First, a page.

Skip navigation

USM Biology Professor Uses Environmental DNA to Verify Smalltooth Sawfish in Mississippi Waters

Thu, 07/18/2019 - 13:19pm | By: Van Arnold

Dr. Nicole Phillips, assistant professor of biology in The University of Southern Mississippi (USM) School of Biological, Environmental, and Earth Sciences, and vice president of the Sawfish Conservation Society, has verified the presence of smalltooth sawfish in Mississippi waters using environmental DNA (eDNA) with the assistance of USM graduate student Ryan Lehman. This research is supported by the state of Mississippi with funding from the National Institutes of General Medical Sciences of the National Institutes of Health (NIH).

Sawfish are a type of ray, but they have a long nose surrounded by teeth, which inspired their name. Five sawfish species are recognized, and they are all Endangered or Critically Endangered. Dr. Phillips explained that most sawfish species are found in Australia, except for what is presumed to be the last viable population of smalltooth sawfish near the southwest coast of Florida; however, in 2014, a smalltooth sawfish was caught near Deer Island off the coast of Mississippi. Since then, there have been several more reports of juvenile sawfish in Mississippi and Louisiana, and Dr. Phillips noted that their presence may indicate sawfish are giving birth in Mississippi waters.

According to Dr. Phillips, the traditional way to study marine species was to put out nets and hope to catch a specimen. This method requires permits, can put undue stress on the animal, and unlikely to be successful in the case of rare and Critically Endangered species. Therefore, she created an eDNA analysis system to find smalltooth sawfish without capturing them. She collects water samples and tests them to detect smalltooth sawfish eDNA, or DNA left behind by the sawfish. Dr. Phillips has used this method in collaboration with Dr. Gregg Poulakis and other colleagues from the Florida Fish and Wildlife Conservation Commission in Charlotte Harbor, Florida.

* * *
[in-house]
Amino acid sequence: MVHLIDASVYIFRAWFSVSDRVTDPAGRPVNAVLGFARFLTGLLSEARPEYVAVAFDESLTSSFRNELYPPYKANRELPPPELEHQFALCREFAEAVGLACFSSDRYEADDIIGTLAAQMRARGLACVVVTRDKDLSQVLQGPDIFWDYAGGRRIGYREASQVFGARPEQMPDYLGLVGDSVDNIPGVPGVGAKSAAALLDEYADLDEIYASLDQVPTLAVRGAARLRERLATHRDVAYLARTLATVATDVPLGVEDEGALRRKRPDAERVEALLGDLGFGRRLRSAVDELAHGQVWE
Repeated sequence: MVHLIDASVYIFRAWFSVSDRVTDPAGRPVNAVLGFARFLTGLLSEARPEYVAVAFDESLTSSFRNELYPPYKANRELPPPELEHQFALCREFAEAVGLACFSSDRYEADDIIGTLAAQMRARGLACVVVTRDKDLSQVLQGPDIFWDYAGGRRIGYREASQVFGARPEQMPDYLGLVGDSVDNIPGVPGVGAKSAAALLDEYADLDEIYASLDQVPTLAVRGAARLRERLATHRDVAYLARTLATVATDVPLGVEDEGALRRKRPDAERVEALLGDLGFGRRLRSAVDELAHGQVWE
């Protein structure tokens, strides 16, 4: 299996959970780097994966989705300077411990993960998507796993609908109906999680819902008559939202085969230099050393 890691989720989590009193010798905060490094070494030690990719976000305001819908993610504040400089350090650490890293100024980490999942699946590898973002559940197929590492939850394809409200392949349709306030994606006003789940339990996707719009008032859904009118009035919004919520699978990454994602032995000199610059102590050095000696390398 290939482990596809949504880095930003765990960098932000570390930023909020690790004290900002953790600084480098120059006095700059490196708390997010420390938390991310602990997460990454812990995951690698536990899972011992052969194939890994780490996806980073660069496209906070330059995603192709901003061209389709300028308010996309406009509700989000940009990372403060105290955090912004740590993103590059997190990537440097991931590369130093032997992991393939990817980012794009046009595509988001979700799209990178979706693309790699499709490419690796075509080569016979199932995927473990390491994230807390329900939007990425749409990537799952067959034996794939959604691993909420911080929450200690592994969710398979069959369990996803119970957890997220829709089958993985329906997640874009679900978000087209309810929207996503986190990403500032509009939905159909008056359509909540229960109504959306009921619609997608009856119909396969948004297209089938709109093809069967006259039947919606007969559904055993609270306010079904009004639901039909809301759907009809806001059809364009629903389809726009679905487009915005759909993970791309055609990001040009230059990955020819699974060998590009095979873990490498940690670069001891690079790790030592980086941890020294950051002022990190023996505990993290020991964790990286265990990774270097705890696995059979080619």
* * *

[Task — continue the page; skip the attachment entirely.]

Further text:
With the help of Jill Hendon, director of the USM Shark Research Program and the interim director of the Center for Fisheries Research and Development at The USM Gulf Coast Research Laboratory (GCRL), Phillips and Lehman collected samples of water from Cat Island, Ship Island, and the Deer Island area, and they tested the water using eDNA analysis. Over the course of three different months, the water sample results came back positive for smalltooth sawfish eDNA, confirming their presence in Mississippi. Dr. Phillips noted that these results are promising, and they will keep testing water samples to determine whether they can replicate the positive results.

Moving forward, Dr. Phillips plans to use habitat modeling to identify habitats that could be suitable for juvenile smalltooth sawfish and focus sampling on these areas. She also hopes to test other sites such as the Pascagoula River in Mississippi and the Chandeleur Islands in Louisiana, where sawfish encounters have been recently reported.

Treating habitats with respect and practicing responsible fishing can help protect the smalltooth sawfish, but the most important way to help is to report any current or past sawfish sightings. If you catch a sawfish, make sure to cut the line, leave the sawfish in the water, and report your sighting by calling the Sawfish Hotline 1.844.4SAWFISH (1.844.472.9347). Any information can potentially provide Dr. Phillips with important data to help map where smalltooth sawfish can be found in Mississippi.

The USM School of Biological, Environmental, and Earth Sciences is housed in the College of Arts and Sciences. Visit the school at https://www.usm.edu/biological-environmental-earth-sciences/index.php.